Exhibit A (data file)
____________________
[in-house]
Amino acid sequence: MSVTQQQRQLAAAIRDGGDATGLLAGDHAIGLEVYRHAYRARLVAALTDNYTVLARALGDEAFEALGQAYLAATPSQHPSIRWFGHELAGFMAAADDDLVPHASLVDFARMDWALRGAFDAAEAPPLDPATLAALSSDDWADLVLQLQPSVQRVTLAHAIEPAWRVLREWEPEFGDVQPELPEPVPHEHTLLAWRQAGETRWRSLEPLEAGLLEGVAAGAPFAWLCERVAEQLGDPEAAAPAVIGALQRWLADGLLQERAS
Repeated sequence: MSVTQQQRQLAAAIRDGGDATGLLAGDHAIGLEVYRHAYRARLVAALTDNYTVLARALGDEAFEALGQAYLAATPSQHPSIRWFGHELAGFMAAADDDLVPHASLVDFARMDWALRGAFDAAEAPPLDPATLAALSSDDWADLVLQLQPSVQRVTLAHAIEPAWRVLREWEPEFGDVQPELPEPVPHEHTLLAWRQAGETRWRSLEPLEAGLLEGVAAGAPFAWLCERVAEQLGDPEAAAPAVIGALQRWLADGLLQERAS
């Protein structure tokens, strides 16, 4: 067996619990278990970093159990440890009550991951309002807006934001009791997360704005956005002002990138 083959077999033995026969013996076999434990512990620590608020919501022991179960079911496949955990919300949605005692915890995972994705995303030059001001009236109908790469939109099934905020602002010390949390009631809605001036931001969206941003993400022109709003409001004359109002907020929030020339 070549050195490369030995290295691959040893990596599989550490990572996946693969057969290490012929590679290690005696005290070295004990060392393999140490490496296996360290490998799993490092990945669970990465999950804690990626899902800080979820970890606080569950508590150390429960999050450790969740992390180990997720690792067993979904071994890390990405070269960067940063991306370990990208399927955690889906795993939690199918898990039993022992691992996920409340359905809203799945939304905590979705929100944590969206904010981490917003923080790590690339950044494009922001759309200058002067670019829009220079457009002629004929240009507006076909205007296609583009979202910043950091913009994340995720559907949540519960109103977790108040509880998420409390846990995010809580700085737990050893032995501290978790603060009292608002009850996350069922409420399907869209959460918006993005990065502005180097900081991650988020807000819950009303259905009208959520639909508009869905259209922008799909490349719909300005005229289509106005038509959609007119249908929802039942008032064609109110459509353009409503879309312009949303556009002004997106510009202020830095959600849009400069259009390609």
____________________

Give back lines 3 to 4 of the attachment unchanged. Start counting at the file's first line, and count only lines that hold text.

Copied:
Repeated sequence: MSVTQQQRQLAAAIRDGGDATGLLAGDHAIGLEVYRHAYRARLVAALTDNYTVLARALGDEAFEALGQAYLAATPSQHPSIRWFGHELAGFMAAADDDLVPHASLVDFARMDWALRGAFDAAEAPPLDPATLAALSSDDWADLVLQLQPSVQRVTLAHAIEPAWRVLREWEPEFGDVQPELPEPVPHEHTLLAWRQAGETRWRSLEPLEAGLLEGVAAGAPFAWLCERVAEQLGDPEAAAPAVIGALQRWLADGLLQERAS
């Protein structure tokens, strides 16, 4: 067996619990278990970093159990440890009550991951309002807006934001009791997360704005956005002002990138 083959077999033995026969013996076999434990512990620590608020919501022991179960079911496949955990919300949605005692915890995972994705995303030059001001009236109908790469939109099934905020602002010390949390009631809605001036931001969206941003993400022109709003409001004359109002907020929030020339 070549050195490369030995290295691959040893990596599989550490990572996946693969057969290490012929590679290690005696005290070295004990060392393999140490490496296996360290490998799993490092990945669970990465999950804690990626899902800080979820970890606080569950508590150390429960999050450790969740992390180990997720690792067993979904071994890390990405070269960067940063991306370990990208399927955690889906795993939690199918898990039993022992691992996920409340359905809203799945939304905590979705929100944590969206904010981490917003923080790590690339950044494009922001759309200058002067670019829009220079457009002629004929240009507006076909205007296609583009979202910043950091913009994340995720559907949540519960109103977790108040509880998420409390846990995010809580700085737990050893032995501290978790603060009292608002009850996350069922409420399907869209959460918006993005990065502005180097900081991650988020807000819950009303259905009208959520639909508009869905259209922008799909490349719909300005005229289509106005038509959609007119249908929802039942008032064609109110459509353009409503879309312009949303556009002004997106510009202020830095959600849009400069259009390609």